The discussion of Puerto Rico’s status sometimes focuses on economic viability. What, people ask, could Puerto Rico bring to the U.S. as a State, or what could Puerto Rico rely on as a nation?
Generally, Puerto Rico is characterized as an island with limited natural resources (although it is actually a group of three populated islands). It is natural for tropical islands to rely primarily on tourism for their economic strength. The natural beauty of Puerto Rico may not be a tangible resource in the way that gems or oil are, but it certainly has economic potential when it brings visitors to enjoy the islands and their goods and services.
However, Puerto Rico is not devoid of other natural resources.
Here are some of the natural resources that enrich Puerto Rico:
- Puerto Rico has a variety of habitats, including forests, coral reefs, wetlands, lagoons, caves, and marshes. The range of natural formations encourages tourism, but is also of value for research.
- There are substantial deposits of oil and natural gas off the coast of Puerto Rico, according to a recent U.S. Geological Survey finding. It is unclear whether the energy resources can be extracted on a cost-effective basis now but new technology may make it very worthwhile in the future.
- While the oil and gas may not be practical to harvest now, Puerto Rico has great potential for renewable energy including solar, wind, hydroelectric power.
- Copper and nickel as well as rocks and minerals used in construction are available in Puerto Rico.
- Puerto Rico is home to many species of plants and animals, some of which have inherent or potential economic value. For example, Grist reported that an invasive species of iguanas is being exported to the mainland U.S. for sale as meat in communities where it is considered a delicacy.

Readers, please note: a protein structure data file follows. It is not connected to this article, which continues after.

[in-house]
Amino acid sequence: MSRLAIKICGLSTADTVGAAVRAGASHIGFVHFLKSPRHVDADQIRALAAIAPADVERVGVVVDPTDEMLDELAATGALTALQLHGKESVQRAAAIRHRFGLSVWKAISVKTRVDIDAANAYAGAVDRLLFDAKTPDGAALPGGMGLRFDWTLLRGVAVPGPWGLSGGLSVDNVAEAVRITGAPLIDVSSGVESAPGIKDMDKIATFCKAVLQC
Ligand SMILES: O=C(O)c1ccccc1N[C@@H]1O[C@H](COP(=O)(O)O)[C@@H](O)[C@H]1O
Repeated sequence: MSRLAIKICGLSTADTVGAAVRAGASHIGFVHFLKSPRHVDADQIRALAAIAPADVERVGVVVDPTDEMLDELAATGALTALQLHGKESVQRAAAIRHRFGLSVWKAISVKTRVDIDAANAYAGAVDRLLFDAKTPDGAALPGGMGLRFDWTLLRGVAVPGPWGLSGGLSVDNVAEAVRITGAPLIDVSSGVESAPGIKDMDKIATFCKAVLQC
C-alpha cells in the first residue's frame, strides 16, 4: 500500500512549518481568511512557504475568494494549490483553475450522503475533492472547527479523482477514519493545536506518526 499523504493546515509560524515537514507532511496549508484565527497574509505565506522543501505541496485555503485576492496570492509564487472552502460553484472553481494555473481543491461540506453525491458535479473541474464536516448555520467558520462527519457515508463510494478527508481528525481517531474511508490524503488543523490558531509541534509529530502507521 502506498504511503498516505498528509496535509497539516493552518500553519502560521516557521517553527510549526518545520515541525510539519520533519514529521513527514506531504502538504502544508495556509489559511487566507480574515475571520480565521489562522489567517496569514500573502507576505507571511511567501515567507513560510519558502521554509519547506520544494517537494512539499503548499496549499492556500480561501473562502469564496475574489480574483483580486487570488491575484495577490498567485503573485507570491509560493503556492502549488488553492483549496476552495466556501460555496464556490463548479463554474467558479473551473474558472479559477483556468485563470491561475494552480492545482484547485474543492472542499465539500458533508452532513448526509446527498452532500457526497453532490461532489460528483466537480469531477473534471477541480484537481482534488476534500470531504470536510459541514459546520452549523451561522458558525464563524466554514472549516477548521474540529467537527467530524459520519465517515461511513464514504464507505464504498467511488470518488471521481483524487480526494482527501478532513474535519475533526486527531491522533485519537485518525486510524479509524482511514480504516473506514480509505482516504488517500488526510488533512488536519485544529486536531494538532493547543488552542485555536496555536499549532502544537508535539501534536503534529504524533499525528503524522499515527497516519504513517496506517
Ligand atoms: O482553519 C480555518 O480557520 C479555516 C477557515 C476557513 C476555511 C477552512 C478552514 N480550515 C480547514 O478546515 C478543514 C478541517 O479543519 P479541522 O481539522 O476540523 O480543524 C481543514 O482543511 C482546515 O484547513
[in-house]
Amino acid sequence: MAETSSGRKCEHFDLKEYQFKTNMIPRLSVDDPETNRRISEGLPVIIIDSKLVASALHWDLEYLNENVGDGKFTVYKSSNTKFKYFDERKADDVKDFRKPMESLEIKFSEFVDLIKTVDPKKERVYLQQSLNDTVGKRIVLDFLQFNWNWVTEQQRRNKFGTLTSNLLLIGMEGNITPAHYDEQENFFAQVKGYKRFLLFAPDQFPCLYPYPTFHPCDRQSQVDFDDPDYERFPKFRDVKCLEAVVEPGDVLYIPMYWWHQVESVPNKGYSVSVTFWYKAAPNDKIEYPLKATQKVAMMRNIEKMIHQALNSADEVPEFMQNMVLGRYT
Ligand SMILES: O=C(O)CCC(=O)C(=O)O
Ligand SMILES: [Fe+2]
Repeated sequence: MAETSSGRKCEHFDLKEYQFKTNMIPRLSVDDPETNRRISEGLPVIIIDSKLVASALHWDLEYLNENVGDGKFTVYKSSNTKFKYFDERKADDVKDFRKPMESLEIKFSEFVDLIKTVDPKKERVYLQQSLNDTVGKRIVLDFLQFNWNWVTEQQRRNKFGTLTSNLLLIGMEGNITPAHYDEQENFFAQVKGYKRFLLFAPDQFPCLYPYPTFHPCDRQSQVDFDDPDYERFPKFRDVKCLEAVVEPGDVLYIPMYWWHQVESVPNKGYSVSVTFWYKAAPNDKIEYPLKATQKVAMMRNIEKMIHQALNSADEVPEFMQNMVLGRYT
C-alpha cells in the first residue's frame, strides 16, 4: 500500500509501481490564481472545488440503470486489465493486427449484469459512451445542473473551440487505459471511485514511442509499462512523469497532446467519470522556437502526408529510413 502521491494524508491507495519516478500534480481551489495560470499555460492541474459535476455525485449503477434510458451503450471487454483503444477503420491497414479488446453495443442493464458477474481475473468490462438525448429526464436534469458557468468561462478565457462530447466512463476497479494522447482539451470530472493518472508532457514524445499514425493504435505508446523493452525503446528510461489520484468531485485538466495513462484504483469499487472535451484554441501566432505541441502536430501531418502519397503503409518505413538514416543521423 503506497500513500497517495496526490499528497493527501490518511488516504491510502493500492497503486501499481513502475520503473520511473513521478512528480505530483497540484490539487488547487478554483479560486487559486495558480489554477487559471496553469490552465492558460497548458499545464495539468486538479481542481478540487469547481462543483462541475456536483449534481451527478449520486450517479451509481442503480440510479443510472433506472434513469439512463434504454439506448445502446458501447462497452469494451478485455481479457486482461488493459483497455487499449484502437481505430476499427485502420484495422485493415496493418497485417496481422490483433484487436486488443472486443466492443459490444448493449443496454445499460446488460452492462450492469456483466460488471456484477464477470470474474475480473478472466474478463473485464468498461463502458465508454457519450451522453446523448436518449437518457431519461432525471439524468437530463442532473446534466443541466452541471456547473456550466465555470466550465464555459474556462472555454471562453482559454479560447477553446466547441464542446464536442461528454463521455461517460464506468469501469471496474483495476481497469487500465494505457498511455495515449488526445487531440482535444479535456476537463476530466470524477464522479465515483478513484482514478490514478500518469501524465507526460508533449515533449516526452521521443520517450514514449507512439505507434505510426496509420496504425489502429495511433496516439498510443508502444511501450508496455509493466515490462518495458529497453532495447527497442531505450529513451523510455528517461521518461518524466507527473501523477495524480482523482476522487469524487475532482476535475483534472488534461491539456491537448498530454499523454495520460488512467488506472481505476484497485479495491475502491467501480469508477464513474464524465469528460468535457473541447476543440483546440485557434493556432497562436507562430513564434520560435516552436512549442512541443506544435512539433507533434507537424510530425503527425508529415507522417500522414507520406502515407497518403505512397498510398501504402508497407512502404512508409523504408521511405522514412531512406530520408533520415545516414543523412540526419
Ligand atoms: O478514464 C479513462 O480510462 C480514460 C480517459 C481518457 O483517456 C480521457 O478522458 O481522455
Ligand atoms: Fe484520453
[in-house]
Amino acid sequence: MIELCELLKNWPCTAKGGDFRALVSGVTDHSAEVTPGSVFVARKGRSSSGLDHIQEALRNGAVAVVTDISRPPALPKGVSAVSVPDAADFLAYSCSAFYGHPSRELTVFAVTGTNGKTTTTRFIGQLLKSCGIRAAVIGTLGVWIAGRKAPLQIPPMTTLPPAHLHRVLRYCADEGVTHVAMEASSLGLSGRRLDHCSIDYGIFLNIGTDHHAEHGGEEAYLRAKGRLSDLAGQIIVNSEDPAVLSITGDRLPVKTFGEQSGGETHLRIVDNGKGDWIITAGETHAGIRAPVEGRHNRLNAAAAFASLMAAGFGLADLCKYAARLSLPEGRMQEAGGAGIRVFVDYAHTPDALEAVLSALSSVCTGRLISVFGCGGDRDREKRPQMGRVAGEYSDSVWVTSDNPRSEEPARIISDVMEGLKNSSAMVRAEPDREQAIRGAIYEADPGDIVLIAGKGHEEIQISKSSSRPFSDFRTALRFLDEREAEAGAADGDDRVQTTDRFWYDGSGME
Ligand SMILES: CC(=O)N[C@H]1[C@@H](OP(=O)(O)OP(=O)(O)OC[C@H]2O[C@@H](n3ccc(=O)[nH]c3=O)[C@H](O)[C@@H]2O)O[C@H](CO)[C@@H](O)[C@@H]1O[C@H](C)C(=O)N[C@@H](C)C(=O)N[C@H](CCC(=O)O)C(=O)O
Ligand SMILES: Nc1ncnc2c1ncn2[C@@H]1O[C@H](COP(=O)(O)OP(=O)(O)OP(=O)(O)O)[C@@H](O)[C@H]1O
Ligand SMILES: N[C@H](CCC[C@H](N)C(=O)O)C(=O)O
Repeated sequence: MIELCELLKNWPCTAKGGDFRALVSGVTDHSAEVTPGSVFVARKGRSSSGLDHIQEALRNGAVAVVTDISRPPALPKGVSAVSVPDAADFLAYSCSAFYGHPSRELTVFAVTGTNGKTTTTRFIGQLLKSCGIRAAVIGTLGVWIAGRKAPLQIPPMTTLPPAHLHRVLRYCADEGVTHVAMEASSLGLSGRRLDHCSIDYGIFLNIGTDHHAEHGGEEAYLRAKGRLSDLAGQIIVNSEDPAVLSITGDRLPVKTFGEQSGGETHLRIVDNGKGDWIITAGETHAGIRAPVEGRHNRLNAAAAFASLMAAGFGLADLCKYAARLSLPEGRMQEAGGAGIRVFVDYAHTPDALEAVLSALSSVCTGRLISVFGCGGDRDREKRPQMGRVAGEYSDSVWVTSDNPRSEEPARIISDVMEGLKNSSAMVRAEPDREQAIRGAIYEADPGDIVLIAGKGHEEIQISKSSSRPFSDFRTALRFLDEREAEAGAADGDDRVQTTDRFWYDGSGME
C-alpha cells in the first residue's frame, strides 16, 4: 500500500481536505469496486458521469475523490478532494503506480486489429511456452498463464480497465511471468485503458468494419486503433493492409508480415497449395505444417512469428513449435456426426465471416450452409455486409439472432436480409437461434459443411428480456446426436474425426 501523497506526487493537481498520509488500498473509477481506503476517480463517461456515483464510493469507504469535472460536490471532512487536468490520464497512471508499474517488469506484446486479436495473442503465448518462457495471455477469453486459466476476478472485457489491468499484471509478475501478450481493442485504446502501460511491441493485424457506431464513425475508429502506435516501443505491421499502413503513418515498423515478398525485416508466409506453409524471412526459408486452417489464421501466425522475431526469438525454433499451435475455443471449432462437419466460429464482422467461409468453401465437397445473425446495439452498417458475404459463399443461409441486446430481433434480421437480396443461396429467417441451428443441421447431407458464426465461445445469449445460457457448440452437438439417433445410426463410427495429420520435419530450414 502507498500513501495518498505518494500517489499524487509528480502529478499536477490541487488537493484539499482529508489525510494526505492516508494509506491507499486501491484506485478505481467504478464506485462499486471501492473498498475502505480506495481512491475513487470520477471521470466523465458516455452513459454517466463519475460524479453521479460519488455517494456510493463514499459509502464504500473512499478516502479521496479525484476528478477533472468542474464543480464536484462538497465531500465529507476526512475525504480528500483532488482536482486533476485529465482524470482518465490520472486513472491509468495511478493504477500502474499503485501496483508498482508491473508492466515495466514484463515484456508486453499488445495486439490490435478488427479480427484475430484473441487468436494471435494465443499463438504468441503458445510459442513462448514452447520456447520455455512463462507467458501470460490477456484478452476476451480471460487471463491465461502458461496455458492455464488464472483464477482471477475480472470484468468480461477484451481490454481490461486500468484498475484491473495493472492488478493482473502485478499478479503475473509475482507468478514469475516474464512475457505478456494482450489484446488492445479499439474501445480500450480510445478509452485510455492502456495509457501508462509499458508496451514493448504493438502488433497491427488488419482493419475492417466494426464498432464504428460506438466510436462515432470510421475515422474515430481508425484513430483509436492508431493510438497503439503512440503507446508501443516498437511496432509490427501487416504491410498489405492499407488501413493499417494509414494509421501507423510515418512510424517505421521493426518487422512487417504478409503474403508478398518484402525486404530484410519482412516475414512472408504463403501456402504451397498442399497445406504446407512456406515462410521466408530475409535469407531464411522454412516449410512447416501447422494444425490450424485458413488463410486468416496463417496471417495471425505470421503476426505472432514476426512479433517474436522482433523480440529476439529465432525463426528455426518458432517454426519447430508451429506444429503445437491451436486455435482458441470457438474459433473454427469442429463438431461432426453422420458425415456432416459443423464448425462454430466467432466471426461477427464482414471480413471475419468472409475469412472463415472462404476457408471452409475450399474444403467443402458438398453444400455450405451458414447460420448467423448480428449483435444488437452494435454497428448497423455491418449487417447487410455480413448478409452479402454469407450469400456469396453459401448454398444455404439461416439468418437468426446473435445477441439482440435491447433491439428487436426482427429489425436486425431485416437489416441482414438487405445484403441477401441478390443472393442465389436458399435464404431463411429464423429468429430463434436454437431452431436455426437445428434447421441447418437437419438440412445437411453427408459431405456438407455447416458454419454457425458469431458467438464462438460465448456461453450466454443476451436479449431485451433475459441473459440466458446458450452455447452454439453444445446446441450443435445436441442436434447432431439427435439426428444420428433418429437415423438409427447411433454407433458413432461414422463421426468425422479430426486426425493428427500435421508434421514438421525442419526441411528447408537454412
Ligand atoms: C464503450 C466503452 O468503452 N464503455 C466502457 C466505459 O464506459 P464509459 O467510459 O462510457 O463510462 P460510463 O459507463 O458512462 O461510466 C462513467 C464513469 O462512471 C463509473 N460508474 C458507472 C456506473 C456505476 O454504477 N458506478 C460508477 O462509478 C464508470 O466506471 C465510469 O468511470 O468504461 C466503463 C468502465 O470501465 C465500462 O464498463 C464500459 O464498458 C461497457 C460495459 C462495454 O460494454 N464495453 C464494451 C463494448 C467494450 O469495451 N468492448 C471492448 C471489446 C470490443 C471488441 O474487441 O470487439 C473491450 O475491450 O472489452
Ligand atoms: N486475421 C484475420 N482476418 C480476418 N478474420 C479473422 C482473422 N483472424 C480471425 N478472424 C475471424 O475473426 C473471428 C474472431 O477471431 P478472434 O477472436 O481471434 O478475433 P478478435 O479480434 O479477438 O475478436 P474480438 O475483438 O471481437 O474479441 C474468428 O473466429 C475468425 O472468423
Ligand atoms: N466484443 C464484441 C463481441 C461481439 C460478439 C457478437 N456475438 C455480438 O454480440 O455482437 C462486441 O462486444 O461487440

- The people of Puerto Rico are often called the greatest natural resource of the territory. An educated workforce of largely bilingual U.S. citizens has enormous potential to compete in the global employment marketplace. This advantage would be less significant if Puerto Rico chose independence, but as a State or a territory, Puerto Rico’s workforce could be extremely competitive for employment by U.S. companies.
- In the past, Puerto Rico was a major sugar producer.
- Puerto Rico’s coffee production has also been significant. While Hurricane Maria affected this crop negatively, progress is being made to rebuild it.
- Puerto Rico’s bee population has some special characteristics. In addition, Puerto Rico is an island, allowing the production of honey from specific flowers, which is impossible on the continental U.S. Like New Zealand’s famous Manuka honey, Puerto Rico’s honey could be developed into a profitable export.
- As the largest U.S. pharmaceuticals exporter, Puerto Rico is in a strong position to expand U.S. production of pharmaceuticals now being imported, and thus to strengthen the pharmaceutical supply chain. While tax regulations previously kept Puerto Rico’s pharmaceutical production from enriching the Island, future production could benefit Puerto Rico and the States.
Puerto Rico’s natural resources have not provided a solution in the current financial crisis, but they could provide starting points for economic repair once status is resolved.
Puerto Rico needs to grow more of the food it consumes such as fruits and vegetables it needs. It currently is growing 25% and can move to 95%. Studies need to be done to see what can be done incentive wise to move people into growing products the islands are currently importing. This would increase the likelihood PR would have more than 2 weeks worth of food at any given time. This would help because more people would be engaged in the local economy the money would circulate 6 fold and be available for taxation in support of such a development. THe people would benefit from a sense of “Si se puede!”. We need politicans looking internally to our people for solutions, not the Federal teat.
It is a shame when we have able bodied people growing dependent on the federal govt.
We have twice the national average receiving food stamps.